Lipinski What lifestyle changes can we make to prevent DVT?
DR JONES I think the first thing is to stop smoking because this thickens the blood and makes it stickier so blood clots are more likely to form. So giving up smoking is a really good step forward. Losing weight or normalising weight so you are not carrying too much weight is good. Reporting any kind of injury around the calf muscle particularly is important. Exercising on a regular basis because when you are using your leg muscles they are pumping and compressing in a rhythmically way the blood vessels underneath the muscle so the muscle pump is a good way of preventing blood clots and improving blood flow. So exercise, giving up smoking and just taking care of yourself are all important, normalising weight, these are all important. Probably nothing more so then recognising the signs and symptoms of DVT. It would be pain and tenderness in the calf, swelling of the ankle and foot, redness in this area, dilution of the surface veins so the veins look more prominent and an increased warmth compared to the other side. It always a good to compare the affected leg to the other side and if you have any doubts at all go and see your doctor and say could this be a DVT.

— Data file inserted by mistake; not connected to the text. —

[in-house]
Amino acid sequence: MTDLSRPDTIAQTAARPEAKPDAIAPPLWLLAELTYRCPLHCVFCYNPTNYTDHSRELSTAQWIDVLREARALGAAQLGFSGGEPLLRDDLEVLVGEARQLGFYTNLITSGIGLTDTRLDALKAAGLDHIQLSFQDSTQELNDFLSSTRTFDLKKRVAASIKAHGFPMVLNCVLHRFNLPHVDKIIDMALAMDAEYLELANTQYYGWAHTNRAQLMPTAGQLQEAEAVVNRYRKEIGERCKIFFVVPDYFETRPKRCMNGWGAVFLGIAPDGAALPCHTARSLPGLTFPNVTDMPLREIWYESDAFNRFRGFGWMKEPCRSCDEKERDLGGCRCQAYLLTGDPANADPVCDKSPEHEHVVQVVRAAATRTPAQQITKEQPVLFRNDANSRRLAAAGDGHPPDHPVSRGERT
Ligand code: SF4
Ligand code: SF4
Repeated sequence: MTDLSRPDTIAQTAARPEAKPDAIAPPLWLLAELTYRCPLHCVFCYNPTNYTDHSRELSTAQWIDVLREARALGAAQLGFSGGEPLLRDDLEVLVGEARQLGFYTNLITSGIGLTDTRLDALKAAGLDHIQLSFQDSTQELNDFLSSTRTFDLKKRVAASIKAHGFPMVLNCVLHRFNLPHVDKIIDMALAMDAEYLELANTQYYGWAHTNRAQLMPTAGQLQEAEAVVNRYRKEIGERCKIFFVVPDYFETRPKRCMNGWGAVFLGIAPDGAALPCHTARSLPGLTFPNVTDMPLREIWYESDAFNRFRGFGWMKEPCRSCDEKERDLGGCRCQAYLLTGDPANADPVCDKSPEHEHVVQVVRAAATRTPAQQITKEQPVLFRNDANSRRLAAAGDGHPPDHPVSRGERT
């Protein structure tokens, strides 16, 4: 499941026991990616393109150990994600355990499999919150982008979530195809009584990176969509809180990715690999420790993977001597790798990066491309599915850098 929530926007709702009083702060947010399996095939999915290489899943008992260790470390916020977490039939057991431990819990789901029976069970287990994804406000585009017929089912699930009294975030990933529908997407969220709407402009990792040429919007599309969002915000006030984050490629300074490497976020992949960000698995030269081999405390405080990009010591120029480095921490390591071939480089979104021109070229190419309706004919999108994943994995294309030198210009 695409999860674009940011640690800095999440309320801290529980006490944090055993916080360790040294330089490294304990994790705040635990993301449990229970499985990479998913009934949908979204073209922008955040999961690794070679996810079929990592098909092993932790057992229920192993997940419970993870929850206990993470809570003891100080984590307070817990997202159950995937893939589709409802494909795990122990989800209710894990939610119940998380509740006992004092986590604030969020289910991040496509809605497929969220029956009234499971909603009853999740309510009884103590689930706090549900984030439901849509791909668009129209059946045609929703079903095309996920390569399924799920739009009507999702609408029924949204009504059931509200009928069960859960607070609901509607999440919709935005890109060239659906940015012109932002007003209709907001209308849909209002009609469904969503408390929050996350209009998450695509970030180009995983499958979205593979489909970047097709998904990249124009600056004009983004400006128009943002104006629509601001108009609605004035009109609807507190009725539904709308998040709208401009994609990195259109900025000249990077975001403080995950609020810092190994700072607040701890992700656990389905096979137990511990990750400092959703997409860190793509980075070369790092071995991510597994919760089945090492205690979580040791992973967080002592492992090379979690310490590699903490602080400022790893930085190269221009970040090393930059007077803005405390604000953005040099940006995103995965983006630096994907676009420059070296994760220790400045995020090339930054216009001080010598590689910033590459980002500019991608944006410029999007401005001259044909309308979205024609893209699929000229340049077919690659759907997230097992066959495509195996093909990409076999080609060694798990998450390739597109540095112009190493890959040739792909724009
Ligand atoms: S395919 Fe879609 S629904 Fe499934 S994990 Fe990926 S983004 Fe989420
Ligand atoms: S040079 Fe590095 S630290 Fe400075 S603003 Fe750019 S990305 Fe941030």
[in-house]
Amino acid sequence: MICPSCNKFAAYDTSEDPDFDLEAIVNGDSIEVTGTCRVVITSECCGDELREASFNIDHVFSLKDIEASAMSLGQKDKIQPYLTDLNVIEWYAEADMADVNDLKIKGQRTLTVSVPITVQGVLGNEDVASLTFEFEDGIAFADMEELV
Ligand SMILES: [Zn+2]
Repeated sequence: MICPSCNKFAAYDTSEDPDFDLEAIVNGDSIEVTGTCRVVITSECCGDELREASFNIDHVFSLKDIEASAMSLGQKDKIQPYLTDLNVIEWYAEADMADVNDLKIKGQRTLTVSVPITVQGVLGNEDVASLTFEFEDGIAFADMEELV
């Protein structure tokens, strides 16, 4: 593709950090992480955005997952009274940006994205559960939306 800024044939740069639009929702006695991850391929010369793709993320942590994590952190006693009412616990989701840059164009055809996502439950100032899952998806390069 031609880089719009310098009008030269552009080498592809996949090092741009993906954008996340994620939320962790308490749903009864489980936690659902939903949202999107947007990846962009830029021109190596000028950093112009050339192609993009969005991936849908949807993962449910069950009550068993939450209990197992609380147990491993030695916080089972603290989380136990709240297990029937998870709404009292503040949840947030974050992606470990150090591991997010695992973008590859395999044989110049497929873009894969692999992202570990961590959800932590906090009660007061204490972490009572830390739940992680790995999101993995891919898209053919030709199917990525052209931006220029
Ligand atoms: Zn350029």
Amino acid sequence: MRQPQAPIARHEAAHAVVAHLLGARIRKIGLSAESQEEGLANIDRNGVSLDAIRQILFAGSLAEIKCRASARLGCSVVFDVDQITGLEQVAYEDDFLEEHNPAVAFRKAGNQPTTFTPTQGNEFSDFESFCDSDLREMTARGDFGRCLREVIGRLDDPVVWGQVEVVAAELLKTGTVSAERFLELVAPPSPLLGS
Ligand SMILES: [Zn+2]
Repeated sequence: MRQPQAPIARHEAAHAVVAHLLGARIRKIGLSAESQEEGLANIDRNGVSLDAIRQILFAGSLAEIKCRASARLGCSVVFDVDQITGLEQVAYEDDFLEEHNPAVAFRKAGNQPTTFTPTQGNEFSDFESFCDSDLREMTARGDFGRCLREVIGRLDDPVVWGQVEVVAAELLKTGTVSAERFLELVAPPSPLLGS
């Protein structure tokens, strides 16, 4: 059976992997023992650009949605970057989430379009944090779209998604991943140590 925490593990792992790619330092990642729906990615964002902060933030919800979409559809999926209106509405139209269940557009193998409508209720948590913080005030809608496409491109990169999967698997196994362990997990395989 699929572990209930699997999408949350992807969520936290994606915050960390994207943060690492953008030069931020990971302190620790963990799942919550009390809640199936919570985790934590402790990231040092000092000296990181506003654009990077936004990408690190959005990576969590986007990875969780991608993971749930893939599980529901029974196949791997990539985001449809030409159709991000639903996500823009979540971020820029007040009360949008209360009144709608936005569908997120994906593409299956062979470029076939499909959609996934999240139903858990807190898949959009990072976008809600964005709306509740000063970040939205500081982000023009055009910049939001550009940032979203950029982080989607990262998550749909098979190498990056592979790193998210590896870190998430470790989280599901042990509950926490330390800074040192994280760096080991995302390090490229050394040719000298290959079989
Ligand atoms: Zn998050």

Further regional statistics on people diagnosed with DVT and PE in England 2010/11 can be found at: http://www.hscic.gov.uk/hes

 

References

1. Cohen AT et al. Thromb Haemost. 2007; 98 (4):756-764;

2. Roger VL et al. Circulation. 2012; 125(1):e2-e220

3. From prevention to treatment; taking the pulse of NHS services. Bayer HealthCare. November 2013

4. AF Association, A Guide to AF within the Cardiovascular Disease Outcomes Strategy. December 2013